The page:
August 31, 2015 5:00 pm


PBA Warns: Receipts Will Mean Fewer Stops

‘Invite Retaliatory Complaints’


PATRICK J. LYNCH: ‘Will accelerate increase in crime.’  

The Patrolmen’s Benevolent Association last week blasted a Federal Judge’s approval of a rule that police officers must give “receipts” with information on how to make a complaint to persons they stop and frisk but do not arrest.

“With the Civilian Complaint Review Board’s contact information prominently listed on the back, these receipts are clearly designed to invite retaliatory complaints against police officers who make an active effort to prevent crime and take guns off the street,” PBA President Patrick J. Lynch said in a statement Aug. 25.

Deters ‘Proactive Policing’

“They are just one more item on the ever-growing list of anti-public-safety measures that will put an end to proactive policing in this city and ultimately accelerate the increase in crime and disorder that we are already seeing in our public spaces,” he continued.

“It is time for our policymakers to stop heaping new burdens on police officers and to figure out how to unwind the damaging measures that are already in place before the erosion in public safety does serious damage to New York City’s economic health.”

The recommendation for the receipts was made by Peter Zimroth, the former city Corporation Counsel appointed Federal monitor by U.S. District Judge Shira A. Scheindlin after she ruled in 2013 that the NYPD’s aggressive stop-and-frisk policy was being employed in an unconstitutional fashion.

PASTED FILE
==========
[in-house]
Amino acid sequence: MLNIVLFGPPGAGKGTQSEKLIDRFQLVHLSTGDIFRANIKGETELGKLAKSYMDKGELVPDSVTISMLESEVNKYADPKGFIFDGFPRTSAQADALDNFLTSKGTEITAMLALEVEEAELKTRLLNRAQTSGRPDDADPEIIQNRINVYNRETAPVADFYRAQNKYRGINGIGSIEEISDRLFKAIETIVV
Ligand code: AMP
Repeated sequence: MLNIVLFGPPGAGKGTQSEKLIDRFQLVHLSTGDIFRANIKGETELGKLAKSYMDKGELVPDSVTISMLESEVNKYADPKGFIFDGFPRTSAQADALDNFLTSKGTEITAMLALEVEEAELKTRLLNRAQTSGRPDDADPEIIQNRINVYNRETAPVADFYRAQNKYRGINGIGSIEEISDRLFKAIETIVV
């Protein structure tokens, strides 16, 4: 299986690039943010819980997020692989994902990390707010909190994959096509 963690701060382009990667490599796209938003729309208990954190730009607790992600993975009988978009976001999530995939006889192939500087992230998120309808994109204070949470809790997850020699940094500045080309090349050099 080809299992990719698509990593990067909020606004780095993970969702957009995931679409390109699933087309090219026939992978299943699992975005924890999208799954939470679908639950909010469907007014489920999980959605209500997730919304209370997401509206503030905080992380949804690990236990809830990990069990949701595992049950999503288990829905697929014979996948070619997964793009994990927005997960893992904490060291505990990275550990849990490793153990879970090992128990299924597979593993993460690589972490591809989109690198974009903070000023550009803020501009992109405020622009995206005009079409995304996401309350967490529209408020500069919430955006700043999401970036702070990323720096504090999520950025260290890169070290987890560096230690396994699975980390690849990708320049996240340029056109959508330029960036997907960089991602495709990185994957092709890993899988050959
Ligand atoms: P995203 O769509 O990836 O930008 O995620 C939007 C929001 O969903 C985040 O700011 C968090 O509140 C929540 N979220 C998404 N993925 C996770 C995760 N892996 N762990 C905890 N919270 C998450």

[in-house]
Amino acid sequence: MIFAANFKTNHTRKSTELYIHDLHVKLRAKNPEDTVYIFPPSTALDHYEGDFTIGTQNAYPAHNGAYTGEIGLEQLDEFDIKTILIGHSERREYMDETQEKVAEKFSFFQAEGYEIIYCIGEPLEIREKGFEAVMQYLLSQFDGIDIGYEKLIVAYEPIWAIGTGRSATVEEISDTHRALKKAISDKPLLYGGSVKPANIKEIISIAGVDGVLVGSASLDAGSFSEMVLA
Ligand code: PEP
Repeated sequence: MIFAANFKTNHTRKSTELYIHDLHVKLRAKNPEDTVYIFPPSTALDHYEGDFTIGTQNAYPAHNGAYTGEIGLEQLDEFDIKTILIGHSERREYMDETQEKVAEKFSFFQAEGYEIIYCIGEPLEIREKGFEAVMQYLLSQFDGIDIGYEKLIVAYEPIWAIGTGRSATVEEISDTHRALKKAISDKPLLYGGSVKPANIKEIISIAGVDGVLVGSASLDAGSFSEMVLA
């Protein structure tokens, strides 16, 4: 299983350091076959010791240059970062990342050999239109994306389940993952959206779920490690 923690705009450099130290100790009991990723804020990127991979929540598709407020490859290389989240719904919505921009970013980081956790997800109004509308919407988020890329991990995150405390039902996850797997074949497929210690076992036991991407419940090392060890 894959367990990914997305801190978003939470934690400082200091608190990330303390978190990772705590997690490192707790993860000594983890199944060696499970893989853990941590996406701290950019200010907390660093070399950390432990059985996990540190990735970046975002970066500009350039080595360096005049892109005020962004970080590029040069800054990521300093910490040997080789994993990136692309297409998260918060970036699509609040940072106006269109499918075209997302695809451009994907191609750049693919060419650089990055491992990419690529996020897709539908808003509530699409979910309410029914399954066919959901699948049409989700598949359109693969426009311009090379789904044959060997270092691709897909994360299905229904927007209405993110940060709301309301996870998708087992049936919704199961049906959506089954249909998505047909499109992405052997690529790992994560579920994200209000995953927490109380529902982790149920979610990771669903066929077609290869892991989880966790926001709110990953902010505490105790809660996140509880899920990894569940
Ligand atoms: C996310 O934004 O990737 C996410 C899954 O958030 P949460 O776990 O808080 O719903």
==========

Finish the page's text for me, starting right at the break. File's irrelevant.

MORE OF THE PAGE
She concluded that many stops were performed for racial reasons rather than abiding by the U.S. Supreme Court guideline that officers be able to articulate a reasonable suspicion that the subject they stopped was, had just been or was about to be involved in criminal activity.

The Judge now overseeing the case, Analisa Torres, on Aug. 25 approved the receipts and another recommendation that formally prohibits racial profiling.

Receipts Start Soon

“Based on the recommendations of the Federal Judge and court-appointed monitor, a new Patrol Guide procedure governing stop-and-frisk provides a new explanatory receipt to persons stopped but not arrested, barring exigent circumstances,” said NYPD Director of Communications J. Peter Donald. The procedure was expected to start in mid-September.

The Center for Constitutional Rights, which was involved in class-action litigation that resulted in Judge Scheindlin’s decision, said, “We welcome the development of an NYPD policy prohibiting racial profiling and other forms of bias-based policing as a critical step in remedying the NYPD’s unconstitutional practices, and we look forward to its implementation. We are also pleased that the new policy regarding street encounters will place clearer legal limits on stops and frisks of New Yorkers and look forward to ensuring that officers receive ample training on both of these new policies.”

Regarding the stop-and-frisk receipts, the Center said, “While this program may be a significant step, it is critical to remember, despite some unclear reporting, that the program is only in pilot form and will require further improvements to ensure greater police accountability and compliance with the mandates of the stop receipt.”

Stop-and-frisk was a favored tactic under Mayor Michael Bloomberg and his Police Commissioner, Raymond W. Kelly. The number of stops rose to 685,724 in 2011 before beginning to drop in 2012 amid the Federal litigation. Mr. Kelly also issued a memo instructing cops to focus on quality stops rather than high numbers. Of­ficers conducted 46,235 stops in 2014, but crime, which had declined sharply under Mr. Bloomberg, continued to fall.

Nearly 90 percent of those stopped were young black and Latino men. A similar per­centage was released without being arrested or given a summons.